Sorrow - how life would be so much better if we didn't have to deal with it! No one enjoys those moments of pain. Sometimes one feels all alone in those times of grieving. It looks different for each and everyone of us, but for me, it was the loss of my mother on January 19, 2018. A moment we knew would come one day, but like everyone, always wishing that day would come later.
Her health hadn't been the best, but it wasn't the worst, and she had been showing signs of getting better. She ended up in the hospital as the doctors couldn't stabilize her blood pressure. The next day we got the phone call that we needed to come to the hospital to say our good-byes. That morning, before we got the call, I woke up and looked out the window and saw the sun rise and I thought of the song "10,000 Reasons" which says:
"The sun comes up, it's a new day dawning,
It's time to sing Your song again
Whatever may pass and whatever lies before me
Let me be singing when the evening comes."
Little did I know that my mom would pass that evening. I guess I had expected a long drawn out process, where she might gradually lose consciousness. My mom was alert to the end, able to talk and recognize people, etc. While there was lots of family gathered together, I was able to hold her hand til she passed into the Lord's presence. She held my hand when I came into this world - I got to hold hers when she left.
"And on the day when my strength is failing
The end draws near and my time has come
Still my soul will sing Your praise unending
Ten thousand years and then forever more."
While not about me, I applied those words to my mom. She's no longer in pain or suffering. Eternity has just begun for her. On this side, I still can sing God's praises. While I miss my mom, I'm thankful that we got to talk to her before she passed. I'm thankful she was able to be in her home except for the last 36 hours of her life. I'm thankful she could make decisions on her own. She was able to give advice and encouragement.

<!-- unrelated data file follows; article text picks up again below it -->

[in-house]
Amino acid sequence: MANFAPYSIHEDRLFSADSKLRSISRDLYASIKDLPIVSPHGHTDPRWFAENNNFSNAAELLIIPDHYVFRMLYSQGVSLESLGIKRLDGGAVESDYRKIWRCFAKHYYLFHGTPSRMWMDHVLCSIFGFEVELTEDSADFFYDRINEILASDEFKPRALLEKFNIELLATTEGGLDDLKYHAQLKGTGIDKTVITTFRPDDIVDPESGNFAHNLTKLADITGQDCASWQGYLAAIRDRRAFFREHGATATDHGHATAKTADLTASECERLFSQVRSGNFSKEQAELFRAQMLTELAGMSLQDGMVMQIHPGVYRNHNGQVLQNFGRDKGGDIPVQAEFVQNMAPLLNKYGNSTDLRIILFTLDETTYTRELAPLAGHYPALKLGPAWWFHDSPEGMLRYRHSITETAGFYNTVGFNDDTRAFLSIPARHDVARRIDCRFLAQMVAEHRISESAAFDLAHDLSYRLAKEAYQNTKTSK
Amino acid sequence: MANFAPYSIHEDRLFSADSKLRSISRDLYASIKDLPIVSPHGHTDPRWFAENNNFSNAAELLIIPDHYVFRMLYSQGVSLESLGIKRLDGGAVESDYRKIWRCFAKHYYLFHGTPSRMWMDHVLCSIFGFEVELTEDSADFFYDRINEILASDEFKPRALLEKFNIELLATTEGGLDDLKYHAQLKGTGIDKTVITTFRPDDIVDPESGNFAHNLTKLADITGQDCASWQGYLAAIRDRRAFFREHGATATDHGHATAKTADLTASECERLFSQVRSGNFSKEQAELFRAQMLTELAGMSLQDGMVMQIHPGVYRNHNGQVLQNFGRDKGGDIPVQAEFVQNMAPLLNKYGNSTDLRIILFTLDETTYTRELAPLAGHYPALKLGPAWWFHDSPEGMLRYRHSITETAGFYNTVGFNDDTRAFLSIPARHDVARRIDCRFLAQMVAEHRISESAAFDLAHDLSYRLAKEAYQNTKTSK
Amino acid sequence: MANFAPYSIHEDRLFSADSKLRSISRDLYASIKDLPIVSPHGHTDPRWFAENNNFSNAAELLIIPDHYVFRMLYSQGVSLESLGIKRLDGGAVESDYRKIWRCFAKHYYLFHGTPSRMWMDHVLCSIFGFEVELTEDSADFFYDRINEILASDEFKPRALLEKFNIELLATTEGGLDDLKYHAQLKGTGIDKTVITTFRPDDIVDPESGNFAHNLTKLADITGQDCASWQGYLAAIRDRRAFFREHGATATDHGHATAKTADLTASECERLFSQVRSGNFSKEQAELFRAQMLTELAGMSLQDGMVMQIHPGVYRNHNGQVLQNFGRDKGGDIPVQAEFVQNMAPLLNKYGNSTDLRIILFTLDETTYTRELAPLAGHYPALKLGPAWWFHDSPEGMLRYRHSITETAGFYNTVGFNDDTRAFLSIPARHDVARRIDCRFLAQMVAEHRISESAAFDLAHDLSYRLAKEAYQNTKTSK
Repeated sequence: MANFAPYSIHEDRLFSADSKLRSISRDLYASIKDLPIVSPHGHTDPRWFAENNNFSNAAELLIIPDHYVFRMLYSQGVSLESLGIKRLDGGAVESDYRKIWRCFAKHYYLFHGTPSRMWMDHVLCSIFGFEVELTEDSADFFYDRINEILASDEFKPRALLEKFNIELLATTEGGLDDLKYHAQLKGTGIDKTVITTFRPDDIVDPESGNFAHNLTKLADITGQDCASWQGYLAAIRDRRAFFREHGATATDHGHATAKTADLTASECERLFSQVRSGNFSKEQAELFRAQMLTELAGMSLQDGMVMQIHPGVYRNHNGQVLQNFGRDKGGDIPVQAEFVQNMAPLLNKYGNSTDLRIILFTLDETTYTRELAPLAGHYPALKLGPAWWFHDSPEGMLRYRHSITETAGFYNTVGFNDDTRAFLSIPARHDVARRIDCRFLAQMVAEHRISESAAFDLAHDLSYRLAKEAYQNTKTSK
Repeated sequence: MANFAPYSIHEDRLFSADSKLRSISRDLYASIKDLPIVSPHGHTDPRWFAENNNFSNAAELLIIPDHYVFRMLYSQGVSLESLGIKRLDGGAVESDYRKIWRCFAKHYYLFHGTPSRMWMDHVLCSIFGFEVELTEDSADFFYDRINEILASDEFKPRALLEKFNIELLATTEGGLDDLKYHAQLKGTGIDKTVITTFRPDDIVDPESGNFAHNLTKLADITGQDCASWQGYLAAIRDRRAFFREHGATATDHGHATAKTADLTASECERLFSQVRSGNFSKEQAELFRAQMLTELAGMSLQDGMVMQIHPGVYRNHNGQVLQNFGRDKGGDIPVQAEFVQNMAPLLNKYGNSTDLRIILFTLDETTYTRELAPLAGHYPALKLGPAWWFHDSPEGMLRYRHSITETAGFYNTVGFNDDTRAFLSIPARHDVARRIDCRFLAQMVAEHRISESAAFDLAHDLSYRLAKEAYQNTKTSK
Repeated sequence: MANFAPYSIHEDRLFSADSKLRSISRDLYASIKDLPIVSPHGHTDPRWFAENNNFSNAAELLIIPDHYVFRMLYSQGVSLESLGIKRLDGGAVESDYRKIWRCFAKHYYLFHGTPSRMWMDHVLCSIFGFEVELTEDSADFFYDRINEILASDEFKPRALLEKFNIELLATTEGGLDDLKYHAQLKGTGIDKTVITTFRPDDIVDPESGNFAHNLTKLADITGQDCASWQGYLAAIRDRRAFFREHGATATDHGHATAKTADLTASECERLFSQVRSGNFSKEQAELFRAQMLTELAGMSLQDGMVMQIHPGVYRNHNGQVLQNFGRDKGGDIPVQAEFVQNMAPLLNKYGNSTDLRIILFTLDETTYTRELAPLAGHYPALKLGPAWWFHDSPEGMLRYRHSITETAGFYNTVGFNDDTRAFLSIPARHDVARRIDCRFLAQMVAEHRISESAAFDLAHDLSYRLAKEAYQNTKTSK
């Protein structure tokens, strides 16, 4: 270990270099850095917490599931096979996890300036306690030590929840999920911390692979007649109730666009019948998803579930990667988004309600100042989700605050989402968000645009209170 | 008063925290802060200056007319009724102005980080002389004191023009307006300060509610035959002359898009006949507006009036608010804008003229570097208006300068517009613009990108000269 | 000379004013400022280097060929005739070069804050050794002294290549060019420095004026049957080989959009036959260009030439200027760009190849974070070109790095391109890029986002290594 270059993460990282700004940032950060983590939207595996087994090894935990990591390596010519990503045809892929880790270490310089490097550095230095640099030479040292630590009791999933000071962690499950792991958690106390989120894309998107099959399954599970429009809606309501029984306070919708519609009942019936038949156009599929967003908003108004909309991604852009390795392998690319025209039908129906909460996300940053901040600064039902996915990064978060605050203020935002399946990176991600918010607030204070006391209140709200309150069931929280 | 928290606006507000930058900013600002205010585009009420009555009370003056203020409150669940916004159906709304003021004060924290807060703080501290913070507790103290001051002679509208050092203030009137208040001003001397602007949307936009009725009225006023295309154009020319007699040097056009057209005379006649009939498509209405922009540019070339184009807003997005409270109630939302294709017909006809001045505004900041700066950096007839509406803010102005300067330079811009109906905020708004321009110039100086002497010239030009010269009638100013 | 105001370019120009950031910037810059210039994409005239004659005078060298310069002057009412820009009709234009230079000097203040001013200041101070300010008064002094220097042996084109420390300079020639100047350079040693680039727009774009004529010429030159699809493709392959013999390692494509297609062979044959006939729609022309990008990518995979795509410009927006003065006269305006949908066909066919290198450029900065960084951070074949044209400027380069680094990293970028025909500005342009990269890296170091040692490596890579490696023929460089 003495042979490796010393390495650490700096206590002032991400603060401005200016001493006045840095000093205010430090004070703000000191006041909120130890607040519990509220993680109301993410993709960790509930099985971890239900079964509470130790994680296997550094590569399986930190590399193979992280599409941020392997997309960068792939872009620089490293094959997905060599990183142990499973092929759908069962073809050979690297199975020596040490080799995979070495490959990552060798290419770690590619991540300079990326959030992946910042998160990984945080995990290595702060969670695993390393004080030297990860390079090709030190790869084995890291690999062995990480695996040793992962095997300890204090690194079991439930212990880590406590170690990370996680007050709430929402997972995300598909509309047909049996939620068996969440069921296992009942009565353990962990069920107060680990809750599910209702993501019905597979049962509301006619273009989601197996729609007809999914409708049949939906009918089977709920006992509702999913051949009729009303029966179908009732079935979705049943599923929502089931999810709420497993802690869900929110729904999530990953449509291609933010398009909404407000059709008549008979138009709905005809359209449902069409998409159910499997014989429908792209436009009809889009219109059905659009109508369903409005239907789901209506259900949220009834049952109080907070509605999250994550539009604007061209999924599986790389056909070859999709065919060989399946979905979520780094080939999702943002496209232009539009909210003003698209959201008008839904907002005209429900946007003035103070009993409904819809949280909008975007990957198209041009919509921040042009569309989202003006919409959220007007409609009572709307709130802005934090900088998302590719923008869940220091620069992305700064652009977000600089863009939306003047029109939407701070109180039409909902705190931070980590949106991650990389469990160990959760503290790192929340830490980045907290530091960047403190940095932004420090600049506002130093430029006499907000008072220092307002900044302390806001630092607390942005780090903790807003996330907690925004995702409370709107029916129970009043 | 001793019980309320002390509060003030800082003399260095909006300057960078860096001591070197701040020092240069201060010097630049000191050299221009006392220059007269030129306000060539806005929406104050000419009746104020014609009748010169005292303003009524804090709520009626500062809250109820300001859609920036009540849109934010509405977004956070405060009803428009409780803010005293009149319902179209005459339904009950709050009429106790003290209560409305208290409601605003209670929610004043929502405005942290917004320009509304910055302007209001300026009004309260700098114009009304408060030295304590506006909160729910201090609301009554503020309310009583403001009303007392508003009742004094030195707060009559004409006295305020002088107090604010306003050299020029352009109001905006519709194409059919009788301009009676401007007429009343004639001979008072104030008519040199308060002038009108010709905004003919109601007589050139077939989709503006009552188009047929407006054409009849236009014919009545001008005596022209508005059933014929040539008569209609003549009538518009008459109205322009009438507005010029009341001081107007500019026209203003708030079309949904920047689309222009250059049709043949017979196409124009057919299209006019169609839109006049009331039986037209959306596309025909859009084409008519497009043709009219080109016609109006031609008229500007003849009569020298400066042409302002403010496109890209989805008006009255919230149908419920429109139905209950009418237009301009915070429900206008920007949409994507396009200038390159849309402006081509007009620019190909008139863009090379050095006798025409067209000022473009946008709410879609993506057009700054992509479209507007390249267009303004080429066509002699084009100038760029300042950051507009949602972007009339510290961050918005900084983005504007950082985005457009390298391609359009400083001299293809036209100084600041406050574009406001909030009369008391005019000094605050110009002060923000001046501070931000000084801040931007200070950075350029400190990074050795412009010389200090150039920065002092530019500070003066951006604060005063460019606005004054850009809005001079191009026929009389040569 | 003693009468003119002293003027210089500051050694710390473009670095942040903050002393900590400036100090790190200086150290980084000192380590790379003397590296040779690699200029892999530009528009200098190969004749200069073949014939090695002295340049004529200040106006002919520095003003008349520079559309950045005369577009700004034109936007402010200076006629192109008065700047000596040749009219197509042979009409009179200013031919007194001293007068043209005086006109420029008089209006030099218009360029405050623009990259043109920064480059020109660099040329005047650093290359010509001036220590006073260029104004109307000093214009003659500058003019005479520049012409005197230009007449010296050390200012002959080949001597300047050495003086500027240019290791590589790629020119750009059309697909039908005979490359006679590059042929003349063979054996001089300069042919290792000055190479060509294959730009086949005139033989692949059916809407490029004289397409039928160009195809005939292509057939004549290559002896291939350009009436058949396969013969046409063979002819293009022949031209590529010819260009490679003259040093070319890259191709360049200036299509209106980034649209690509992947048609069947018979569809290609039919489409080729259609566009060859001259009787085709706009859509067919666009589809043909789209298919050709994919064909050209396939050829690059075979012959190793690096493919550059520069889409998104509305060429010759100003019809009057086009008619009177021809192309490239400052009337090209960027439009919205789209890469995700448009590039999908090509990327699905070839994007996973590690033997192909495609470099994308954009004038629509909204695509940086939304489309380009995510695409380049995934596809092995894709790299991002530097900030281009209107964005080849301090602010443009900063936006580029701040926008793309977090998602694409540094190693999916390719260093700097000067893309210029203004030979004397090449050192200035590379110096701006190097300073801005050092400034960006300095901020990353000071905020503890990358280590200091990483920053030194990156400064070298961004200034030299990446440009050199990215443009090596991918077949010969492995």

I realize that not all situations are like this. Sometimes it is more difficult to be thankful in times of sorrow. Sometimes sorrow reveals bare emotions, and emotions can sometimes lead us to places we never intended to go in the first place. Yet, taking time to sit and thank God for what He has done, what He is doing, and what He will do helps keep the focus on God, and not dwell on what we lost or what we don't have any more.
"Bless the Lord, of my soul, oh my soul
Worship His holy name
Sing like never before, oh my soul,
I'll worship Your holy name!"
As I sit and play that song on the piano, or sing a long with it on the radio, I thank God for giving me a mother who developed in me a love of music, who encouraged me to draw and paid for drawing and painting lessons, who always took us to church so we could learn about God and His expectations. I also thank God that she was able to see my book published. Praise the Lord, oh my soul.